By Dave Wischnowsky –
(CBS) He’s already been compared to Tom Brady. He’s already been projected as the Big Ten’s leading touchdown passer for 2014. And he’s already become the biggest name on the University of Illinois football roster without even playing a game.
But Wes Lunt hasn’t yet been named a starting quarterback.
That he hasn’t is actually one of the more savvy decisions that coach Tim Beckman has made during his Illini tenure.
With an unsightly 6-18 overall record – and a downright brutal 1-15 mark in the Big Ten – following his first two years in Champaign, Beckman’s job security hangs in the balance as he prepares his team for its season opener against Youngstown State at Memorial Stadium on Aug. 30.
While it may well be desperate times during training camp for Beckman, he’s not behaving like a desperate coach. If he was, then he surely would have already named Lunt – the strong-armed 6-foot-5, 228-pound redshirt sophomore transfer from Oklahoma State – as his starting quarterback.
That’s because for a man thus far allergic to victories at Illinois and struggling mightily with his popularity, Beckman’s best hope to win games, excite a grumbling fan base and save his job lies in Lunt. But instead of panicking, he’s being patient, which is good for both his coaching image and the mindset of his team.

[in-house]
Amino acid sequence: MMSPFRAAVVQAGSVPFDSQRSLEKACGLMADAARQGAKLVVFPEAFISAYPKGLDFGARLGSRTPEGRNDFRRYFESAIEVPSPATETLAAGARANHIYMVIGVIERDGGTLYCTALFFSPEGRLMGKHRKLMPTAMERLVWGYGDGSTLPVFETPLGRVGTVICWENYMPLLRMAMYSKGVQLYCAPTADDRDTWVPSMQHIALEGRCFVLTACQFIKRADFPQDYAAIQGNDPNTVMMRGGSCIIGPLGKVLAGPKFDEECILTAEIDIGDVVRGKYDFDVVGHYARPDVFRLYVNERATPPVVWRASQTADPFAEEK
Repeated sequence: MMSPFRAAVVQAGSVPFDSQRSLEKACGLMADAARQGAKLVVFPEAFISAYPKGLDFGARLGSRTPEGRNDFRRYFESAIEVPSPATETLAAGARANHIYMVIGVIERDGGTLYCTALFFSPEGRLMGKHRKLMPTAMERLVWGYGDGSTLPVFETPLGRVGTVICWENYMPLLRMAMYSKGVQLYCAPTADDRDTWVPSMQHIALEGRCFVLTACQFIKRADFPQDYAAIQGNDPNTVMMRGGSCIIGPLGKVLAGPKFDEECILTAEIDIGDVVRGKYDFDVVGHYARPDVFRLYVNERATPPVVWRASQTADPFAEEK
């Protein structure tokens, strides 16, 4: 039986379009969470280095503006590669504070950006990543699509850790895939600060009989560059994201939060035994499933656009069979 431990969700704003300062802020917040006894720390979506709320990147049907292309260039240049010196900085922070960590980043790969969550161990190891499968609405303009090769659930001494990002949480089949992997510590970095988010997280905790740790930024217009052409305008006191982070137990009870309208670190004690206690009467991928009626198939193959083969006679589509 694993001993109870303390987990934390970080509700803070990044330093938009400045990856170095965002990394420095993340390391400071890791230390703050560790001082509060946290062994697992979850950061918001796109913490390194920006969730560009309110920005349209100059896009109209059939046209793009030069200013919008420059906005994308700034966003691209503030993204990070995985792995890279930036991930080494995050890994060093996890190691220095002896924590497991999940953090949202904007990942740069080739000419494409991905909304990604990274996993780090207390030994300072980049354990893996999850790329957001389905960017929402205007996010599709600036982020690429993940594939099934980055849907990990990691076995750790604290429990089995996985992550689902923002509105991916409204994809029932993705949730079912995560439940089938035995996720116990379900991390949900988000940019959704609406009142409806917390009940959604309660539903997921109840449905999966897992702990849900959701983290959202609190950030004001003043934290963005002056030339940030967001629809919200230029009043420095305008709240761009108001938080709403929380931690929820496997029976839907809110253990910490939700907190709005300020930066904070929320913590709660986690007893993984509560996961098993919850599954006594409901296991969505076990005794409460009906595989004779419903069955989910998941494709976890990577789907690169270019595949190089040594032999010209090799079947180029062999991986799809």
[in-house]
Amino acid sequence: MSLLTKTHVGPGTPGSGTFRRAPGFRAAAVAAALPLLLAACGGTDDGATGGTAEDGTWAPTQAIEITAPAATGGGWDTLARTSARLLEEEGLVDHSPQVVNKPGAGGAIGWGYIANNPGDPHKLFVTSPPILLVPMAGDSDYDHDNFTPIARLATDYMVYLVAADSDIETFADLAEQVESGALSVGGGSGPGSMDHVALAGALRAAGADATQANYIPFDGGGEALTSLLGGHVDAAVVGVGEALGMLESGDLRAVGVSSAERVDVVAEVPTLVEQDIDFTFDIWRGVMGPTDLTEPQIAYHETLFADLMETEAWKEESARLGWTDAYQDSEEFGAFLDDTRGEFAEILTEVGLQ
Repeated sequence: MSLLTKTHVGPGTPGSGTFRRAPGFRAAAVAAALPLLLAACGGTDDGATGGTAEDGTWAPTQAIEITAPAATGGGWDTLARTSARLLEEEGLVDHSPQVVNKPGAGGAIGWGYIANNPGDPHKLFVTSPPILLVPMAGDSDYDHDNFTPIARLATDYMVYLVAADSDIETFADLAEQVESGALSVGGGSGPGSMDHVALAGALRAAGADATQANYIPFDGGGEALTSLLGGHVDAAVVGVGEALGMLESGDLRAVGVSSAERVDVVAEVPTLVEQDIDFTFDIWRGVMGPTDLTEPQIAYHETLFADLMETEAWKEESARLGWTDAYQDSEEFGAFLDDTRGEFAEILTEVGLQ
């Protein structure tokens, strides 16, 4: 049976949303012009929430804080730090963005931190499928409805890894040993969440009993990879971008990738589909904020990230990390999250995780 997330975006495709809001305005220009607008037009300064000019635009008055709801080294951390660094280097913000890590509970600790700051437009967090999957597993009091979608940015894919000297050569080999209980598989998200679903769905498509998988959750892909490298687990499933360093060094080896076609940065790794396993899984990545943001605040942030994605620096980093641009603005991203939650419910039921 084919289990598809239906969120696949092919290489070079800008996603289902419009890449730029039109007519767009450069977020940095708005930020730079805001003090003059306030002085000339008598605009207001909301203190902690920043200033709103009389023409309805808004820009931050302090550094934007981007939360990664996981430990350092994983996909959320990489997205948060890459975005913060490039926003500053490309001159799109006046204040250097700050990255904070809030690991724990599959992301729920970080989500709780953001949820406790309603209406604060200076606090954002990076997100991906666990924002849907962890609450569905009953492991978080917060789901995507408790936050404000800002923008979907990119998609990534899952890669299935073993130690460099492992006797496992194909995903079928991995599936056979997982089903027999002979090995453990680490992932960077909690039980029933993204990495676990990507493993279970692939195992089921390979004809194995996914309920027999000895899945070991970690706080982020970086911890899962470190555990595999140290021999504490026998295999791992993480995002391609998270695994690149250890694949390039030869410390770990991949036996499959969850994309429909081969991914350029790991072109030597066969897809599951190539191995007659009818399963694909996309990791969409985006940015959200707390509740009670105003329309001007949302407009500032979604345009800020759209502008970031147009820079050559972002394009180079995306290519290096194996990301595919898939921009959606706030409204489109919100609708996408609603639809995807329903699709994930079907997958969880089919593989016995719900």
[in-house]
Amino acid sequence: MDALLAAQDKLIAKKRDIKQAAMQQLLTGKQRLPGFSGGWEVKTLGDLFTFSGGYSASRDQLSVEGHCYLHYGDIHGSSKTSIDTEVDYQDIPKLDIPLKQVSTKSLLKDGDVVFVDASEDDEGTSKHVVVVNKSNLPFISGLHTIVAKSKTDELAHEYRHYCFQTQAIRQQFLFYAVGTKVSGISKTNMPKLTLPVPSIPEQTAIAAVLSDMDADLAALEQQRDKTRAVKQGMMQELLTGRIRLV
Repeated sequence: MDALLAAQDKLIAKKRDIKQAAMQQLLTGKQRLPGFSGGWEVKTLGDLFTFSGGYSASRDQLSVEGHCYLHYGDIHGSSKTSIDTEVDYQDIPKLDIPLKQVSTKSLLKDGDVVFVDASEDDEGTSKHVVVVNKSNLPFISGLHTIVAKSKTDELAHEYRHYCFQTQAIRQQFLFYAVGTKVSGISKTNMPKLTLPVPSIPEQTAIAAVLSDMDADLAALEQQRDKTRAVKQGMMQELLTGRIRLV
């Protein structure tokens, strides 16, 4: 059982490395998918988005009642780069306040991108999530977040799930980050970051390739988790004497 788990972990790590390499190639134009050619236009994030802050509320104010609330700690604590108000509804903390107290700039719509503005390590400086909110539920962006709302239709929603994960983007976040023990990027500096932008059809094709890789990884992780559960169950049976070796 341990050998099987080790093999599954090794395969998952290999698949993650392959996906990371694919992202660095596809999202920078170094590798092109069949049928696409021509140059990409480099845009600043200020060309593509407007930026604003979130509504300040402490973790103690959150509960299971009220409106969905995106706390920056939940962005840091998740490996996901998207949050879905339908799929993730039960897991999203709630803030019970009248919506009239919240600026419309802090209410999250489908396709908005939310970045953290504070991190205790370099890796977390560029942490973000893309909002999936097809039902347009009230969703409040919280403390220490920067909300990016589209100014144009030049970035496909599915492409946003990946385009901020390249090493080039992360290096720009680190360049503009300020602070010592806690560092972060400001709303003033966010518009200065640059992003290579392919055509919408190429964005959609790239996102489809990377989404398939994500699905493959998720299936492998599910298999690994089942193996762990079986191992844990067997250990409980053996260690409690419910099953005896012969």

Regarding Lunt, Illini offensive coordinator Bill Cubit has described him as “body-type-wise, Tom Brady” and “ahead of where (Trent) Edwards was when I was (at Stanford),” while BTN.com analyst Tom Dienhart has tabbed him as the quarterback most likely to lead the Big Ten in passing touchdowns. With praises such as those, it’s almost certain that he will ultimately get the starting nod over senior Reilly O’Toole and sophomore Aaron Bailey, his competition at quarterback.
However, a lackluster showing by Lunt during the Illini’s spring game in April gave Beckman valid reason to delay that starting decision, and he’s wisely made use off the opportunity to keep O’Toole and Bailey engaged all summer long – and to keep Lunt focused and on his toes.
“We want to try to determine our quarterback, so I’d like to do that probably right after Rantoul and two scrimmages,” Beckman said earlier this week. “Our players understand what time frame we’re in. We played at Toledo with two quarterbacks all the time, and everybody used to talk about that. Well, the players know when they’re coming in.”
With his various off-field missteps and myriad on-field losses, Beckman hasn’t done much to impress since his arrival in Champaign. But I’ve been pleasantly surprised thus far with his handling of Lunt and the naming of a successor to four-year starting quarterback Nathan Scheelhaase. If Beckman can handle his team in a similar fashion this fall, the Illini might have a shot to make a bowl.
And that would be a refreshing sight indeed.